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Tort Law: The Rules of Defamation

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Tort Law: The Rules of Defamation

The law protects people from many types of harms, including harm to one’s good name and character. The United States legal system affords people the right to sue when false and defamatory statements have harmed their reputations.

Elements of Defamation

Defamation is a “communication that tends to harm the reputation of another to lower his estimation in the community or deter third parties from associating with him.” [1] A statement is defamatory if has a negative impact on someone’s reputation among a substantial number of people in the community, even if the number of impacted people is not a majority of the community.[2] 

Since these rules offer only general guidance, the determination of whether a negative statement rises to the level of defamation must be determined on a case by case basis. Every defamation claim must meet the following four elements:

(a)  a false statement concerning another;

(b) the statement must be defamatory;

(c) a publication to a third party; and

(d) harm to the plaintiff’s reputation.[3]

For statement to be considered defamation, it must be about the plaintiff. Even if the statement does not mention him or her by name, it can be actionable on grounds of defamation if a reasonable person would understand the communication as referring to the plaintiff.

The statement must be communicated to a third-party. If the defendant communicated a harmful oral statement about the plaintiff to his face with no one else present, or wrote a harmful statement which was never distributed, there is no defamation.

In some cases, the plaintiff must show some degree of culpability on the part of the defendant. For example, the Supreme Court has ruled that if the publication involved a matter of public concern (such as, for example, large scale fraud in government programs), it must be shown that the defendant knew or should have known that the statement in question was false for liability to attach. A completely innocent publication, in which the publisher had reasonable grounds for believing the report to be true, is not considered defamation in such cases.[4] Some states apply the requirement of fault in all cases,[5] while others allow liability for defamation even without fault where the plaintiff is not a public figure and the statement is not a matter of public concern.[6]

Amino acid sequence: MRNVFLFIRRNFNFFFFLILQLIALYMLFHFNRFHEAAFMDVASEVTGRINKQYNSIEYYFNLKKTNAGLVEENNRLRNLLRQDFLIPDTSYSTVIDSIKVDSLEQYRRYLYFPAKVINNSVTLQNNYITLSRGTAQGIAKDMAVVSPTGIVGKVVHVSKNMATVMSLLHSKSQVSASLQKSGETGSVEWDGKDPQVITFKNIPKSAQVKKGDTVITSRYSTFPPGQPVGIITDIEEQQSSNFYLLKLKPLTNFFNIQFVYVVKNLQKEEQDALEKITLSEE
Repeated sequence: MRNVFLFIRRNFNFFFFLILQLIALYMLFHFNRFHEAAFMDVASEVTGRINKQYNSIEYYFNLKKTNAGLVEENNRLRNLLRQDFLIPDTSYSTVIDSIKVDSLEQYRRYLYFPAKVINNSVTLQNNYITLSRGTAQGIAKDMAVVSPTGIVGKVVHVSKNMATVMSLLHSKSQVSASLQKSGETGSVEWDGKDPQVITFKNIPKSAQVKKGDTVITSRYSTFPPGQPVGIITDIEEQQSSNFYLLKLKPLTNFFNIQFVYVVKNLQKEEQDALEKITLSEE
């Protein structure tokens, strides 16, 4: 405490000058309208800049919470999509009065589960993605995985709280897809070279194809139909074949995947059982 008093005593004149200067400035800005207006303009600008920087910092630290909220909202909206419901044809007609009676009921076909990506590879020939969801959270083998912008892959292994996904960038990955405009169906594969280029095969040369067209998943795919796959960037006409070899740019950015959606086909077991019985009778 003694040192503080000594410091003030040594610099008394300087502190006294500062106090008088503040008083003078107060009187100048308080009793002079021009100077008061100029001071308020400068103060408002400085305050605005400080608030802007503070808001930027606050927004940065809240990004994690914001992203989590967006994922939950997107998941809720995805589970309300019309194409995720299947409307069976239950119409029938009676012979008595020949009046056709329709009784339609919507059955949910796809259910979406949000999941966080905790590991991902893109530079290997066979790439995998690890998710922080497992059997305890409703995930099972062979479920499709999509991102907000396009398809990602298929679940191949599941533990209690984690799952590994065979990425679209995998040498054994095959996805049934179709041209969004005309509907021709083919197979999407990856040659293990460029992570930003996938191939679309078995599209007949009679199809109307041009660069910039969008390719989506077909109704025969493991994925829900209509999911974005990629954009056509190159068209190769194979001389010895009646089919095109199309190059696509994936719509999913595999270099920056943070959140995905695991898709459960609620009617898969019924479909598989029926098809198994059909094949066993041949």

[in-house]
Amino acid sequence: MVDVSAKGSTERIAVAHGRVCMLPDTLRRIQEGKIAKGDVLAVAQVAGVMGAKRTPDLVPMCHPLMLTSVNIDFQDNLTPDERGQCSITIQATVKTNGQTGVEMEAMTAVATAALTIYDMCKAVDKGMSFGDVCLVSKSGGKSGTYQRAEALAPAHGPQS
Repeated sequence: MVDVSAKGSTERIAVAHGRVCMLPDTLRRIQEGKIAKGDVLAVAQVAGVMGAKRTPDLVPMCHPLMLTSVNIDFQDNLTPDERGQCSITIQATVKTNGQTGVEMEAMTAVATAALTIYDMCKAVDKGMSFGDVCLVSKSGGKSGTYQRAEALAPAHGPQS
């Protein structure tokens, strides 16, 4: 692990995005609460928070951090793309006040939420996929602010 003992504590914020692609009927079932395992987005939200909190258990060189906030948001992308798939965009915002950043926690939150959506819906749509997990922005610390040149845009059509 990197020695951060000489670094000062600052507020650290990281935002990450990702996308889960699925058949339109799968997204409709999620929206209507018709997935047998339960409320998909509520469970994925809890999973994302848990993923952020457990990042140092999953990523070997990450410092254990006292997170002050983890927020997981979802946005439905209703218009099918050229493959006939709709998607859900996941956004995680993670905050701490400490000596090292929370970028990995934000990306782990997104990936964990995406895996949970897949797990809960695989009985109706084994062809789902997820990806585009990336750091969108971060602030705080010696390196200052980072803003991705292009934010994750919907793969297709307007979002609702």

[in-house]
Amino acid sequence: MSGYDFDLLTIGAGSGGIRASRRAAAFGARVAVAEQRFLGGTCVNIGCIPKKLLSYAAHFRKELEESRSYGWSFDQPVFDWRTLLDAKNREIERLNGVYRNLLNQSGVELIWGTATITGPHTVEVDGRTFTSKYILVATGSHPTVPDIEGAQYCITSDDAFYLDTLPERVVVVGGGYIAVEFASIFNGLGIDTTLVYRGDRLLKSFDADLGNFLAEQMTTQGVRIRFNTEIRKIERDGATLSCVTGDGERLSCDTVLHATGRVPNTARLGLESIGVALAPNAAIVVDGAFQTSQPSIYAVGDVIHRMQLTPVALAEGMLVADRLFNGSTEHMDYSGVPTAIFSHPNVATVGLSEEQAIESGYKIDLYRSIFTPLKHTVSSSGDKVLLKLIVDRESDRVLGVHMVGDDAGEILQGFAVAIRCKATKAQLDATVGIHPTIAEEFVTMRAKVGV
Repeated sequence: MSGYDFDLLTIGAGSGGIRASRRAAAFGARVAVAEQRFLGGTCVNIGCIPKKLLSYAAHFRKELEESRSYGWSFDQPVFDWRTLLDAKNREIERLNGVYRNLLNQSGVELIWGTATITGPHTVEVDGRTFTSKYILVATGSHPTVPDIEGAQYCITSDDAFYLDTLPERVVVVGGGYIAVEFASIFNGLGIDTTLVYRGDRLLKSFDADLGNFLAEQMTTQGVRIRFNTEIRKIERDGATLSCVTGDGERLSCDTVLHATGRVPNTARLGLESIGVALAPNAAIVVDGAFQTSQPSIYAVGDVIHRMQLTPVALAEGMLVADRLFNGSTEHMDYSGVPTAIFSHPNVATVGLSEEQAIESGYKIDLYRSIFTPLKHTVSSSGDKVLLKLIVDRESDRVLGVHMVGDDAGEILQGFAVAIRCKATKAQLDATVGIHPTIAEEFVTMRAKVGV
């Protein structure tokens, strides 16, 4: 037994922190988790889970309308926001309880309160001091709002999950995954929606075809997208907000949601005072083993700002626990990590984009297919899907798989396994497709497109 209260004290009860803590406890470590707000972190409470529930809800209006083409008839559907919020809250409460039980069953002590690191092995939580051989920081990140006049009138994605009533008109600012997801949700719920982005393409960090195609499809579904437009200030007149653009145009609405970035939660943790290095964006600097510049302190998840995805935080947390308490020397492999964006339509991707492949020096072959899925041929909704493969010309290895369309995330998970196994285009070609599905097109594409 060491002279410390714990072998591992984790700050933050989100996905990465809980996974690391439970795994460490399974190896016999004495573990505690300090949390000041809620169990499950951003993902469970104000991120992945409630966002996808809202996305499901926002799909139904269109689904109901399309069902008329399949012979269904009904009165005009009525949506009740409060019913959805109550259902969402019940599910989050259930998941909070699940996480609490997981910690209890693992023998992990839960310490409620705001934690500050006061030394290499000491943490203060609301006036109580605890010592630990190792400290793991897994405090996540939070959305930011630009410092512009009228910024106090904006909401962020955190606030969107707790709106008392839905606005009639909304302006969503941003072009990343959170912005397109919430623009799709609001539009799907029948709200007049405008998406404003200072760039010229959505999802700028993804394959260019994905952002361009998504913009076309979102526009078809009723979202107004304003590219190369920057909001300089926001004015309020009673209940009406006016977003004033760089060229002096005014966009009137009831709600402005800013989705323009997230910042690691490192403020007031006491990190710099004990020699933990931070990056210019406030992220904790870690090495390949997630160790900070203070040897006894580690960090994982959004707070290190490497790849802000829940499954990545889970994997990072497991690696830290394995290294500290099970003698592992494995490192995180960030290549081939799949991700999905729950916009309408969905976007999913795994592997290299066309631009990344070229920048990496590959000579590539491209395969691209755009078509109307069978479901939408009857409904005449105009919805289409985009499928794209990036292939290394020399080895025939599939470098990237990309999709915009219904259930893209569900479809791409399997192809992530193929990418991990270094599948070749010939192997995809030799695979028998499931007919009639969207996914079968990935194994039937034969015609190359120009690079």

The statement must allege something about the plaintiff which is considered harmful and which would very likely cause harm to someone’s reputation. A statement that some people might consider a bad thing is not necessarily enough. For example, falsely announcing to a crowded room that a party guest is a Democrat or a Republican may be insulting or offensive in some contexts. However, it lacks the personal disgrace element the courts usually insist on for a finding of defamation.[7] In one case, a plaintiff sued on grounds that the defendant published a book which falsely claimed that he knew “a junkie . . . who was doing time in prison.” The court held that while this association might reflect poorly on the plaintiff, it is not considered defamatory since it does not actually accuse him of doing anything wrong.[8]

Libel and Slander

Libel and slander differ in terms of when a plaintiff can recover. Libel is defamation that is written or communicated to a large audience. In such cases, the plaintiff can recover even without having to specifically demonstrate that he has suffered actual economic harm. If the defamatory statement is the kind of communication which generally results in harm to reputation, the law presumes such harm, and the plaintiff may recover.

Slander is defamation that is not libel; i.e., not written or mass communicated. In such cases, the plaintiff must prove that actual harm has resulted from the impact of the slander on his or her reputation.[9] In most cases, actual harm is shown through economic loss attributable to the impact of the slanderous statements on business reputation. Courts have also allowed harm to be demonstrated by negative personal consequences of the statement.[10] Examples of personal harm can be the loss of friends or a marriage engagement broken off due to the statement.